- Evolution and Contingency
We often complain about long books, and, at nearly 1500 pages, Stephen Jay Gould’s magnum opus is about as long as one could find in the sciences. But then, the actual genre of the book, which is a mixture of science, history of science, and biography, sets it apart from most science books as well, although the approach has its companions and precursors from Galileo’s dialogues (which add literature to the mix) on. We do not, however, always do long books justice either; and I’d urge the readers of this review to give Gould the benefit of the doubt and read the whole book, which, it may be added, is not forbidding in its technical aspects. One could of course benefit considerably even from readings parts of it. Gould must have known that some would, and he offers a summary of the chapters’ content at the outset, which can be used to plot various itineraries through the book. Chapter 1, “Defining and Revising the Structure of Evolutionary Theory,” is almost a book in itself, especially by current publishing standards (The Structure of Evolutionary Theory [hereafter SET] 1–89). Chapter 2, “The Essence of Darwinism and the Basis of Modern Orthodoxy,” offers an introduction to Darwin in general and in a twentieth-century context, and is reasonably self-contained, as well. Gould, however, pleads with his readers to “read the book,” the whole book (SET 89). No doubt the book could be trimmed, but, in this reader’s assessment, not by much (maybe by 150 pages or so), and, in some respects, it may not be long enough. But then perhaps no book, no matter how long, could be in a case like this.
The Tolstoyan, War-and-Peace scale and ambition of the project are not out of place. The book may even be seen as the “War and Peace” of evolution itself (the relative “peace” or more gradual processes of adaptational natural selection punctuated by war-like catastrophes wiping out entire species) and of the history of evolutionary theory, or even of Gould’s own life as a scientist. Evolutionary peace is of course relative at best, a fact reflected in Darwin’s extraordinary (full) title, On the Origin of Species by Means of Natural Selection, or the Preservation of Favored Races in the Struggle for Life. But then so is Tolstoy’s peace, as familial and societal “wars” are waged in the continuous struggle for social survival and success. Possibly influenced by Darwin’s work, Tolstoy’s concept of history in War and Peace (which contains, as one its two epilogues, a philosophical essay on the nature of history) is itself relevant to Gould’s argument and is invoked by him (SET 1340).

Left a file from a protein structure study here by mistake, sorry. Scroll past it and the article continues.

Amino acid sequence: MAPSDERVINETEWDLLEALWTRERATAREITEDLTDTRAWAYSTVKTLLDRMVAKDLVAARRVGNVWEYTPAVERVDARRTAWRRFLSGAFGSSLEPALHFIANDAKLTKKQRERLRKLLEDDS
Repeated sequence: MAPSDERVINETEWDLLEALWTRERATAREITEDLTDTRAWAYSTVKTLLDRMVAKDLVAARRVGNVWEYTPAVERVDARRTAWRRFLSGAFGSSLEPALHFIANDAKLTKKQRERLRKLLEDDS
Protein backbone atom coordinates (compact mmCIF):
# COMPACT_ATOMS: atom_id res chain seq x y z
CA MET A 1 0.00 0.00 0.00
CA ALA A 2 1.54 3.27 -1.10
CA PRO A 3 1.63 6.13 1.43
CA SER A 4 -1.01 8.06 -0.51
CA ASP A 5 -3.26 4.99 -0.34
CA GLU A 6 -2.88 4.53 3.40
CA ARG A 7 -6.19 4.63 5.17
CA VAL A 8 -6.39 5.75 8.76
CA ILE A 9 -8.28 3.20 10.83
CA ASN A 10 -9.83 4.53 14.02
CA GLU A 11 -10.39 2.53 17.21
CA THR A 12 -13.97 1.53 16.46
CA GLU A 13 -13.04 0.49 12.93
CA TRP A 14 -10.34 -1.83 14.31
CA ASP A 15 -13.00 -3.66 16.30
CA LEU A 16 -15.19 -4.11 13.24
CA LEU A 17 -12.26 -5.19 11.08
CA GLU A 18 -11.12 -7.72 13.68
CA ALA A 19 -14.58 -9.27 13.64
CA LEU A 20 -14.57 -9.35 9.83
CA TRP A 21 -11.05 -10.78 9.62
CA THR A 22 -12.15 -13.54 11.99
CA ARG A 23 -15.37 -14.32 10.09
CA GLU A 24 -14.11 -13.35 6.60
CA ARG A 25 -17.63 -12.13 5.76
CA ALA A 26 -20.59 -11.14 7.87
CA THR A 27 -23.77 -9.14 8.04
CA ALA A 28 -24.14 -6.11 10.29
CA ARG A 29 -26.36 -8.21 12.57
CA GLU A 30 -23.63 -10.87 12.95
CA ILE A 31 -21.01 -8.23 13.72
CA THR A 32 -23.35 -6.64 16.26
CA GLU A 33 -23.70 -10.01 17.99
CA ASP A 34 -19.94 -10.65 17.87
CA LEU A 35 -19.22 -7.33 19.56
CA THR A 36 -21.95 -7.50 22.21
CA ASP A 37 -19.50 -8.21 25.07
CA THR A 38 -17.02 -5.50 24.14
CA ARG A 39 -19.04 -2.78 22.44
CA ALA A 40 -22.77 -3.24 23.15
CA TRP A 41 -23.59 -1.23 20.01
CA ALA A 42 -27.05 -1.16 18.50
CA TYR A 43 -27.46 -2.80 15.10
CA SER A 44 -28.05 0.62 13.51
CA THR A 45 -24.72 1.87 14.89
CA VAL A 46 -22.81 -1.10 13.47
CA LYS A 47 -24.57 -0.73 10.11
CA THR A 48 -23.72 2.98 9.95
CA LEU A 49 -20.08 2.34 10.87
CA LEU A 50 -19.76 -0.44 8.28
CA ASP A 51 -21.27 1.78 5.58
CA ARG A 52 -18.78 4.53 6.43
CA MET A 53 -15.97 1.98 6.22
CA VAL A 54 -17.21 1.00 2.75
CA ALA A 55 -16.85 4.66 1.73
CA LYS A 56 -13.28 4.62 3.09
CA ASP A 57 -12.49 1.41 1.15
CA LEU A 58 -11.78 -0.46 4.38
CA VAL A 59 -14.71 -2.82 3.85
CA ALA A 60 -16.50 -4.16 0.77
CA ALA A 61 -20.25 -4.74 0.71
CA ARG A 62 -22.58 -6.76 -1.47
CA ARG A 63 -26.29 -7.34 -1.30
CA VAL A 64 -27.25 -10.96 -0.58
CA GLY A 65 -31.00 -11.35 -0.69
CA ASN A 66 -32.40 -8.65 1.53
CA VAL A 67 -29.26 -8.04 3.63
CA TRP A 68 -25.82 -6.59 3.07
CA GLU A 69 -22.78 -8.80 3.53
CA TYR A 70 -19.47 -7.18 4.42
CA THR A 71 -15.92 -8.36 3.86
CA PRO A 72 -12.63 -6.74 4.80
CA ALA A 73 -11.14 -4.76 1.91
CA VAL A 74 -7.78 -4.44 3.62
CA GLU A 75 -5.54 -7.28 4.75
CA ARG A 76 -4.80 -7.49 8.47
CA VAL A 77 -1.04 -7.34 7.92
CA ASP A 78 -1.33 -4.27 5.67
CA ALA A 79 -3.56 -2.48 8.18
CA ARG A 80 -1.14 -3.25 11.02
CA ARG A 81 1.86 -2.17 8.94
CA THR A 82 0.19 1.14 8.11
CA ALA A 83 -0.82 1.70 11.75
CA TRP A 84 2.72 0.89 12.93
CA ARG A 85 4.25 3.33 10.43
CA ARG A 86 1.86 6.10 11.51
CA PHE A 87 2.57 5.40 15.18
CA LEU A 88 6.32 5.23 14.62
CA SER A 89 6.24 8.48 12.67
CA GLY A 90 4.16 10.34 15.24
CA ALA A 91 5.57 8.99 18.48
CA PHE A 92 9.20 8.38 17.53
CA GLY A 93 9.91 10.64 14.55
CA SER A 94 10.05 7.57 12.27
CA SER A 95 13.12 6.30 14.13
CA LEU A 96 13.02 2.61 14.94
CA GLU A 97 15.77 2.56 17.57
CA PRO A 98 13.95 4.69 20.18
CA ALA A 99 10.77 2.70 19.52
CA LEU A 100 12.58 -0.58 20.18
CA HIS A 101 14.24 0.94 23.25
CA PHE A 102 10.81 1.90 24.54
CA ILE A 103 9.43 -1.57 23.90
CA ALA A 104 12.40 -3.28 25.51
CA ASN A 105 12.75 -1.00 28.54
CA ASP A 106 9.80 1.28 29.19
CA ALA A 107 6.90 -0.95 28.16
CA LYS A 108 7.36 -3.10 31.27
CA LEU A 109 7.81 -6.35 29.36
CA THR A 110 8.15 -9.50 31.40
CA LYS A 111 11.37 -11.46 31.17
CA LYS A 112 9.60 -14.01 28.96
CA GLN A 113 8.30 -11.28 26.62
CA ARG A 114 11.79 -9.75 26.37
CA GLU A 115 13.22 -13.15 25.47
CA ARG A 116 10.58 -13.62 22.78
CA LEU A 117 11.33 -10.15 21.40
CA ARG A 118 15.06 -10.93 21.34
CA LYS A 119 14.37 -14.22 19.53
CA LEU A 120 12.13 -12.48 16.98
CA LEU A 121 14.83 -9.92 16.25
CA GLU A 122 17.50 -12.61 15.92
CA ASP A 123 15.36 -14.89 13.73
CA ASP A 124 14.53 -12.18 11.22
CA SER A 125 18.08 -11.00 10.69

Gould, rightly, sees Darwin’s historicizing of evolution and his conception of history as among his most important contributions, perhaps, combined, the most important one. He also, again, rightly, sees Darwin as a philosophical (rather than only scientific) revolutionary, an aspect of Darwin’s work he addresses at some length (99–103, 117–63). (That Gould himself shares this ambition is evident in the book as well.) That history and, hence, at least some philosophy of history are significant is inevitable, given evolution as the subject of their scientific pursuits, inevitable, that is, once Darwin gives life evolution and thus history. In this case, however, at stake is also the introduction of a new philosophical concept of history, as part of a scientific theory, which is not inevitable, since one can also borrow such a concept from elsewhere. Revolutionary as Darwin is, along with so many others, on this score, he is not without his debts. In particular, Darwin’s concepts of history may be seen as extending Hegel’s. Hegel is, to be sure, only one among Darwin’s precursors, but a more significant one than we might surmise from Gould’s discussion of Darwin’s historical thinking, where Hegel is strangely absent. (Gould does invoke Hegel’s notion of dialectical synthesis .) Nietzsche, in singling out Hegel’s unique contribution...